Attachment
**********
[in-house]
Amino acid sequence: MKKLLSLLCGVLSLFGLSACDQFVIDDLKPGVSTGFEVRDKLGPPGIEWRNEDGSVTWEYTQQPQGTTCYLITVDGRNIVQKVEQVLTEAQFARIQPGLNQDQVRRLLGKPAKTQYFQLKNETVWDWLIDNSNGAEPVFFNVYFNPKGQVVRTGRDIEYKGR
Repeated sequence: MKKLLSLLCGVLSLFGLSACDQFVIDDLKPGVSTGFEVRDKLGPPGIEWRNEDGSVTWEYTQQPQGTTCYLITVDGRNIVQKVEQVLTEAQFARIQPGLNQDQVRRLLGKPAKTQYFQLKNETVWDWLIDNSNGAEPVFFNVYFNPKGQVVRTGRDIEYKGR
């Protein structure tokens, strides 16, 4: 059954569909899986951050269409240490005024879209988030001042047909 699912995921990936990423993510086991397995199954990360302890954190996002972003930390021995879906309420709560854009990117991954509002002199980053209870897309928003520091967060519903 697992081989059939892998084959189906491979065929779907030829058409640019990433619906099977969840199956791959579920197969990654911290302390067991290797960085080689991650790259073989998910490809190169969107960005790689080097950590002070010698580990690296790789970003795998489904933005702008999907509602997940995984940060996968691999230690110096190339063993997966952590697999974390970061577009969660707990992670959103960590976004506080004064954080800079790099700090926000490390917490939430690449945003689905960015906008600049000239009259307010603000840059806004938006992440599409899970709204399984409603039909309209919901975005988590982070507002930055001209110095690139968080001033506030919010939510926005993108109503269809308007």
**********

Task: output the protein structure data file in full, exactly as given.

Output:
[in-house]
Amino acid sequence: MKKLLSLLCGVLSLFGLSACDQFVIDDLKPGVSTGFEVRDKLGPPGIEWRNEDGSVTWEYTQQPQGTTCYLITVDGRNIVQKVEQVLTEAQFARIQPGLNQDQVRRLLGKPAKTQYFQLKNETVWDWLIDNSNGAEPVFFNVYFNPKGQVVRTGRDIEYKGR
Repeated sequence: MKKLLSLLCGVLSLFGLSACDQFVIDDLKPGVSTGFEVRDKLGPPGIEWRNEDGSVTWEYTQQPQGTTCYLITVDGRNIVQKVEQVLTEAQFARIQPGLNQDQVRRLLGKPAKTQYFQLKNETVWDWLIDNSNGAEPVFFNVYFNPKGQVVRTGRDIEYKGR
């Protein structure tokens, strides 16, 4: 059954569909899986951050269409240490005024879209988030001042047909 699912995921990936990423993510086991397995199954990360302890954190996002972003930390021995879906309420709560854009990117991954509002002199980053209870897309928003520091967060519903 697992081989059939892998084959189906491979065929779907030829058409640019990433619906099977969840199956791959579920197969990654911290302390067991290797960085080689991650790259073989998910490809190169969107960005790689080097950590002070010698580990690296790789970003795998489904933005702008999907509602997940995984940060996968691999230690110096190339063993997966952590697999974390970061577009969660707990992670959103960590976004506080004064954080800079790099700090926000490390917490939430690449945003689905960015906008600049000239009259307010603000840059806004938006992440599409899970709204399984409603039909309209919901975005988590982070507002930055001209110095690139968080001033506030919010939510926005993108109503269809308007």